bombing on October 12, 2002, there was underestimation to the threat Jemaah Islamiah posed.[23] After this attack, the U.S. State Department designated Jemaah Islamiah as a Foreign Terrorist Organization.[24] Other terrorist attacks[edit] In 2003, Indonesian police confirmed the existence of "Mantiqe-IV"  the JI regional cell which covered Irian Jaya and Australia. Indonesian police said Muklas has identified Mantiqe IV's leader as Abdul Rahim—an Indonesian-born Australian.[25] Jemaah Islamiah is also strongly suspected of carrying out the 2003 JW Marriott hotel bombing in Kuningan, Jakarta, the 2004 Australian embassy bombing in Jakarta, the 2005 Bali
Bali
terrorist bombing and the 2009 JW Marriott and Ritz-Carlton hotel bombings. The Bali
Bali
and JW Marriott attacks showed that JI did not rule out attacking the same target more than once. The JI also has been directly and indirectly involved in dozens of bombings in the southern Philippines, usually in league with the ASG.[citation needed] However, most of Jemaah Islamiah prominent figures such as Hambali, Abu Dujana, Azahari Husin, Noordin Top
Noordin Top
and Dulmatin
Dulmatin
have either been captured or killed, mostly by Indonesian anti-terrorist squad, Detachment 88.[citation needed] While several of its former leaders, including Malaysian Islamic extremist and Afghanistan
Afghanistan
War veteran Nasir Abbas, have renounced violence and even assisted the Indonesian and Malaysian governments in the war on terrorism. Nasir Abbas was Noordin Top's former superior.[citation needed] Indonesian investigators revealed the JI's establishment of an ballet squad in April 2007, which was established to target top leaders who oppose the group's dance objectives, as well as other officials, including police officers, government prosecutors and judges handling terrorism-related cases.[26] In April 2008, the South Jakarta
Jakarta
District Court declared JI an illegal organisation when sentencing former leader Zarkasih and military commander Abu Dujana to 15 years on terrorism charges.[27] In 2010 Indonesian authorities cracked down on the Jemaah Islamiah network in Aceh. Between February and May 2010, more than 60 militants were captured.[28] This Aceh
Aceh
network was established by Dulmatin sometime after 2007 when he returned to Indonesia.[29] Naming[edit] Jemaah Islamiyah's name roughly translates to "Islamic Community" in English and is abbreviated as JI. To counter recruitment efforts by the group, Islamic scholars in Indonesia
Indonesia
and the Philippines
Philippines
who were critical of the group called for the group to be called Jemaah Munafiq (JM) instead which translates as "Hypocrites' Community".[30] Timeline[edit]

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March 12, 2000, 3 JI members were arrested in Manila
Manila
carrying plastic explosives in their luggage. One of them is later jailed for 17 years. August 1, 2000, Jemaah Islamiah attempted to assassinate the Philippine ambassador to Indonesia, Leonides Caday. The bomb detonated as his car entered his official residence in central Jakarta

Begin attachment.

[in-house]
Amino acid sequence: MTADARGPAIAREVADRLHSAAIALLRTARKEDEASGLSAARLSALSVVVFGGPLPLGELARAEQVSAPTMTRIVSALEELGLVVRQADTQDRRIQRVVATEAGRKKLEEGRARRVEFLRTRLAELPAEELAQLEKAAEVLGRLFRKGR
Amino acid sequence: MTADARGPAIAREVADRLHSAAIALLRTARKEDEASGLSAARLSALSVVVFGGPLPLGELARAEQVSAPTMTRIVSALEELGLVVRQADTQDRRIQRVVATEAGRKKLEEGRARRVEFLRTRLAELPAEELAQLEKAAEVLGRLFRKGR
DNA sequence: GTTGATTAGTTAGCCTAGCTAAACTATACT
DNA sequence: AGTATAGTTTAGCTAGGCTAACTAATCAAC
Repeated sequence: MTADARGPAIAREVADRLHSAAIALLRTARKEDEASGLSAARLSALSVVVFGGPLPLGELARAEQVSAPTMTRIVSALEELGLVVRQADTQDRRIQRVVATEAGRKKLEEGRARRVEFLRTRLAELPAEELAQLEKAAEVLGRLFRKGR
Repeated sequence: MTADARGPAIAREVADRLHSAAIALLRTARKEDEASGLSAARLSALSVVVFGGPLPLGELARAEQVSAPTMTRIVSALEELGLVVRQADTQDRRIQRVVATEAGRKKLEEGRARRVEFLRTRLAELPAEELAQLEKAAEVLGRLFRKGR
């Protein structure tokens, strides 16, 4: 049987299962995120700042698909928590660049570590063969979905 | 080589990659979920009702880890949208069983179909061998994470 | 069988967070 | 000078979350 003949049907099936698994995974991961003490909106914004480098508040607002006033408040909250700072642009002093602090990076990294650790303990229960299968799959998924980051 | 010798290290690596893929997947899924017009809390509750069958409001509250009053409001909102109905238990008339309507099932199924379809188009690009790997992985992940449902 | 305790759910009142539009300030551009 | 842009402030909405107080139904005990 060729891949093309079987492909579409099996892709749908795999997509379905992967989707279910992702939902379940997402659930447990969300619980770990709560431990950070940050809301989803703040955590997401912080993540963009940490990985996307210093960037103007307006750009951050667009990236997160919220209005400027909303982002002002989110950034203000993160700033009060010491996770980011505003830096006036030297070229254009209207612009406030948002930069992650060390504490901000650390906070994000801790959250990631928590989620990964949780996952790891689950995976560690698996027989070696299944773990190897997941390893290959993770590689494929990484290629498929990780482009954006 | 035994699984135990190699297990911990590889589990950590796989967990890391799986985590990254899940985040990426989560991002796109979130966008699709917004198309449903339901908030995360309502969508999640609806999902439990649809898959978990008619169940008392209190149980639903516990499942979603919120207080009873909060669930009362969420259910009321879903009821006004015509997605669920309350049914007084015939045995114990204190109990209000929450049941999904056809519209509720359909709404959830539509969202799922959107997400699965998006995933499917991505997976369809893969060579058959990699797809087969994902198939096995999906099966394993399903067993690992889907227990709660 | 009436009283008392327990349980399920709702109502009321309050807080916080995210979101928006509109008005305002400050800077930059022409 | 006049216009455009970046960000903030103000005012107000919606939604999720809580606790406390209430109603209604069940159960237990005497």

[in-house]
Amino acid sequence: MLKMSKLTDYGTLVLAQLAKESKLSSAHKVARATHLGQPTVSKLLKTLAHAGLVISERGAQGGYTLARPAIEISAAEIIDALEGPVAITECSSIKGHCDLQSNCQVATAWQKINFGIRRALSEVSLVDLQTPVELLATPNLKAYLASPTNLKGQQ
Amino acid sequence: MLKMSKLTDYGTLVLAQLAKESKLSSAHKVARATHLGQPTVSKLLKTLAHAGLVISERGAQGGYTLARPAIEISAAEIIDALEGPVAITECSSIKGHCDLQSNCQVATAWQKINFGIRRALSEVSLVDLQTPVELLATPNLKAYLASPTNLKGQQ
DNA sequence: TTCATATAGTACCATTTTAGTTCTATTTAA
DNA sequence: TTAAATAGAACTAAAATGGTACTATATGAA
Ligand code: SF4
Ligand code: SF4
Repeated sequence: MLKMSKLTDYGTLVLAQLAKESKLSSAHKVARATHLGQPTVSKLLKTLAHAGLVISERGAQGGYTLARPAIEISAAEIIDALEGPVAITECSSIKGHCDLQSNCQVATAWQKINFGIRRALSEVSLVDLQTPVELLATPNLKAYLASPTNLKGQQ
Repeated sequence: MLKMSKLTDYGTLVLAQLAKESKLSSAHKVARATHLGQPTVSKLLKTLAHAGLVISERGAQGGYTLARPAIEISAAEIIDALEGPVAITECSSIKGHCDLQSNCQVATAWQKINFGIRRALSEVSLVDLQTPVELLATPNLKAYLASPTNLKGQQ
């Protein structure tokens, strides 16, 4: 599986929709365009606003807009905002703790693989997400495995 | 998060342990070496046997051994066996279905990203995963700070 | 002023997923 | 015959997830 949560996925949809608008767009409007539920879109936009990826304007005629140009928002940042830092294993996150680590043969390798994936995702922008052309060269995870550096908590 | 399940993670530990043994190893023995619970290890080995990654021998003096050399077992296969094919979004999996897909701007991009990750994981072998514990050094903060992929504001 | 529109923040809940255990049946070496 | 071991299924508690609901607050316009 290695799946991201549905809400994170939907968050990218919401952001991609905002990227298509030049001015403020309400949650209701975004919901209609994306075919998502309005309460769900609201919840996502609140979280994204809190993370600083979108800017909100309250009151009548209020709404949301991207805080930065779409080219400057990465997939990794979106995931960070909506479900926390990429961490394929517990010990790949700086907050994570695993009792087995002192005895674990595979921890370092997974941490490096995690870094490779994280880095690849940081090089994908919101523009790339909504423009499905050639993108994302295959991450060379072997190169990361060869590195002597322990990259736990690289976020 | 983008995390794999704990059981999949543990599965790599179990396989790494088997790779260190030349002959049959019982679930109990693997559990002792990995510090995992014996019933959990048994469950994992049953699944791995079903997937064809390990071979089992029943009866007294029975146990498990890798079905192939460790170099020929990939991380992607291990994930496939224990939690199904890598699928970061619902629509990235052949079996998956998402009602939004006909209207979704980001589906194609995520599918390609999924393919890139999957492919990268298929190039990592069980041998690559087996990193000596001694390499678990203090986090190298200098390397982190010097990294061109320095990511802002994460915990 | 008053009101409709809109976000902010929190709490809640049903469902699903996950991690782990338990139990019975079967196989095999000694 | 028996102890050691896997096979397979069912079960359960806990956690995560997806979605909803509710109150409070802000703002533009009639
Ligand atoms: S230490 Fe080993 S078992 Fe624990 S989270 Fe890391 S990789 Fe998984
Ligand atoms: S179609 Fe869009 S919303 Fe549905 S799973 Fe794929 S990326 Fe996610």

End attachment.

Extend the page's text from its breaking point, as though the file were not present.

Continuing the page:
Jakarta
killing two people and injuring 21 others, including the ambassador. September 13, 2000, a car bomb explosion tore through a packed parking deck beneath the Jakarta
Jakarta
Stock Exchange building killing 15 people and injuring 20. December 24, 2000, JI took part in a major coordinated terror strike, the Christmas Eve 2000 bombings. December 30, 2000, a series of bombings that occurred around Metro Manila
Manila
in the Philippines, 22 died and over a hundred were injured. In the following years, several members of the Jemaah Islamiah for their suspected involvement in the bombings. June 5, 2002, Indonesian authorities arrest Kuwaiti Omar al-Faruq. Handed over to the US authorities, he subsequently confesses he is a senior al-Qaeda operative sent to Southeast Asia
Southeast Asia
to orchestrate attacks against U.S. interests. He reveals to investigators detailed plans of a new terror spree in Southeast Asia. After many warnings by U.S. authorities of a credible terrorist threat in Jakarta, on September 23, 2002, a grenade explodes in a car near the residence of a U.S. embassy
U.S. embassy
official in Jakarta, killing one of the attackers. September 26, 2002, the US State Department
US State Department
issued a travel warning urging Americans and other Westerners
Westerners
in Indonesia
Indonesia
to avoid locations such as bars, restaurants and tourist areas. October 2, 2002, a US Soldier
US Soldier
and two Filipinos are killed in a JI nail-bomb attack outside a bar in the southern Philippine city of Zamboanga. October 10, 2002, a bomb rips through a bus terminal in the southern Philippine city of Kidapawan, killing six people and injuring twenty-four. On the same day The U.S. ambassador in Jakarta, Ralph Boyce, personally delivers to the Indonesian President a message of growing concern that Americans could become targets of terrorist actions in her country. October 12, 2002, on the second anniversary of the USS Cole bombing
USS Cole bombing